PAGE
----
BY PAKSY PLACKIS-CHENG
Mentoring Women At a Vital Time in Today’s World
Denise Restauri is the Founder and CEO of GirlQuake, a platform that mentors young women in business and life. Restauri, the Executive Producer of the inaugural Forbes Women’s Summit, is a Forbes.com contributor, and host of the Forbes Mentoring Moments podcast.
impactmania spoke with Denise Restauri, about who has impacted her career at USA Today, and who she in return is impacting today. She also shares why many women are still unsupportive of each other and how that needs to change going forward.
What message did you take to the Forbes Women’s Summit?
We need to educate young girls so that they can see what they can be, right? If you want to be the Treasurer of the United States of America, you can be that. But how do you even know that is a job, if you can’t see it in education. Rosie Rios, the 43rd Treasurer of the United States was at the Forbes Women’s Summit panel. She said that all bills enacted in government today have men on them. The message is, “How do we start using pop culture to educate girls by doing it, showing it, and being it?”
Give me an example of a young girl who you’ve mentored through GirlQuake who is making a positive impact in the world.
Veronika Scott of The Empowerment Plan [read impactmania’s interview with Scott].
And Tammy Tibbets and Christen Brandt, co-founders of She’s The First. They both started the nonprofit when they were in their early 20s. I am on the board of the organization and we provide scholarships to girls in low-income countries so that they can be the first in their families to graduate high school.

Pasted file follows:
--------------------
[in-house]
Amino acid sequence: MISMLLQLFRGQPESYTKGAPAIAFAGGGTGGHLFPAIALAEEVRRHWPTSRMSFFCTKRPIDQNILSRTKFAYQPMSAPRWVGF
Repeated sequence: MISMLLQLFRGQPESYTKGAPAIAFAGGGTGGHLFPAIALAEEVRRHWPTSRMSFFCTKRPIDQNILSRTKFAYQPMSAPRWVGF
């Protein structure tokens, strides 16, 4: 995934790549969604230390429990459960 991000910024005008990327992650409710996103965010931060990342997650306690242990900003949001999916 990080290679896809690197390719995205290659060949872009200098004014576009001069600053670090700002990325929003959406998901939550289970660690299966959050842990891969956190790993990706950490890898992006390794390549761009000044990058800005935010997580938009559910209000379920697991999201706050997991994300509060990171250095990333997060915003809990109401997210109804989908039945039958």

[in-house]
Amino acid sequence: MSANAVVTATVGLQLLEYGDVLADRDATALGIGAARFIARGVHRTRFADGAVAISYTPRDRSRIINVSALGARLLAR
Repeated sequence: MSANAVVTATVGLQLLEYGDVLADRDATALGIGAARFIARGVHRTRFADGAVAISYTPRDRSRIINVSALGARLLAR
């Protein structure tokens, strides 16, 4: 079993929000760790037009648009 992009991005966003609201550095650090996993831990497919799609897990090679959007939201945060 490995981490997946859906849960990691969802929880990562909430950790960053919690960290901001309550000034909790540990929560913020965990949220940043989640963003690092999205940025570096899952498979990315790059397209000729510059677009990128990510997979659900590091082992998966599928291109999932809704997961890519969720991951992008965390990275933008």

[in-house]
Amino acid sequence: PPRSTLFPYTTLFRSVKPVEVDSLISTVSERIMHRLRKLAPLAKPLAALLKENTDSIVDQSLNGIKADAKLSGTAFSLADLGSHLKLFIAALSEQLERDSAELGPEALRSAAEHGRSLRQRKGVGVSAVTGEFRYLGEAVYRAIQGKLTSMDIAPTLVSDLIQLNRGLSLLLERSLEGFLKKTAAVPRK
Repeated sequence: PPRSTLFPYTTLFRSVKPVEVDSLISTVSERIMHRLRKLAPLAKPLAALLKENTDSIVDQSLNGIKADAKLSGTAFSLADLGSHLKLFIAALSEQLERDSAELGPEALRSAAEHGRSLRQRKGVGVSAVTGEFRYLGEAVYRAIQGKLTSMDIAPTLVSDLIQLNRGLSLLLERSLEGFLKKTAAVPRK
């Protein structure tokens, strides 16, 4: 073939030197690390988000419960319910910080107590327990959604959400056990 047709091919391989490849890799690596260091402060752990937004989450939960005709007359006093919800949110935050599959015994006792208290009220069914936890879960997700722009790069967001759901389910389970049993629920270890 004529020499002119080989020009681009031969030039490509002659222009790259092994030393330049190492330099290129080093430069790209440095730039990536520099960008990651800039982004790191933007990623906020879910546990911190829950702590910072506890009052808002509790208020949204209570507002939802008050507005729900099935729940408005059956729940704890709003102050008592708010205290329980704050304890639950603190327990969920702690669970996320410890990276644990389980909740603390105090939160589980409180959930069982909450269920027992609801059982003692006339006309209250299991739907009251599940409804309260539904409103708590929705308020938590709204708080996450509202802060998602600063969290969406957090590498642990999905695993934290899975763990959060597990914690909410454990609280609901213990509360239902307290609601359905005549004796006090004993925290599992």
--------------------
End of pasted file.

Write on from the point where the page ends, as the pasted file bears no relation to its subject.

The great part about the program process is the leadership component for girls in the United States who are making the scholarships for the girls in the developing world happen. We wanted to make sure it was not just the rich girl in the United States supporting the poor girl somewhere else.
We accomplish this by bringing girls from all over the country to New York for a three-day training program. One of the young girls said to me that she was terrified of public speaking but her passion for She’s the First drove her to be able to stand up on stage. Purpose is powerful.
This is how mentorship can work well; I mentor them and they mentor me! Tammy and Christen helped me with Facebook and they have introduced me to even more women. Because they’re younger, they can sometimes get in the door much easier. Many women will say, “I want to meet you and I’d like to hear what you’re doing.”
What I’ve done for them is to get their message out, help with sales decks, and have their back. That’s really important for young women. They feel like no one has their back, they’re out there alone. Even a supportive board doesn’t always have your personal back.
Why the need of amplifying women’s voices?
When I looked at where girls were getting their information from it was all the celebrity news. I started out with young women who are doing great things so other young women can see what they’re doing. We need to put these role models in front of each other.
I still see so many women who are unsupportive of each other. Why is that?
Because we think there’s only one seat at that table. It will remain a problem until that changes.
This is how my Mentoring Moments platform started: women telling their stories. We share these stories and democratize mentoring.
I was with twenty women at a dinner, primarily executives of major companies and organizations, talking about the power of mentoring. Everyone except two — and I wish I made this up — everyone except two women said, “…Not me, I’m too busy to mentor others.” I dug into that and said, “How can we be too busy to mentor someone younger?”
Some said, “I’m already mentoring someone.” But we started talking about redefining mentoring and saying, “When we leave this dinner, what else are we going to do differently so we can help more women?”
We talked about it, but there was no follow up. Everyone said, “I support it, but I’m too busy to take any action.” It drives me crazy when we sit around and talk and don’t take action on the great ideas. I ranted about that for a while.
Then, as I was having dinner with a young woman, Bethany Lampland, COO of The NY Foundling, she said, “Not only do we need to redefine mentoring — it is not what we think it is. For me mentoring is about these moments of having dinner, two to three times a year, having mentoring moments by sharing stories.”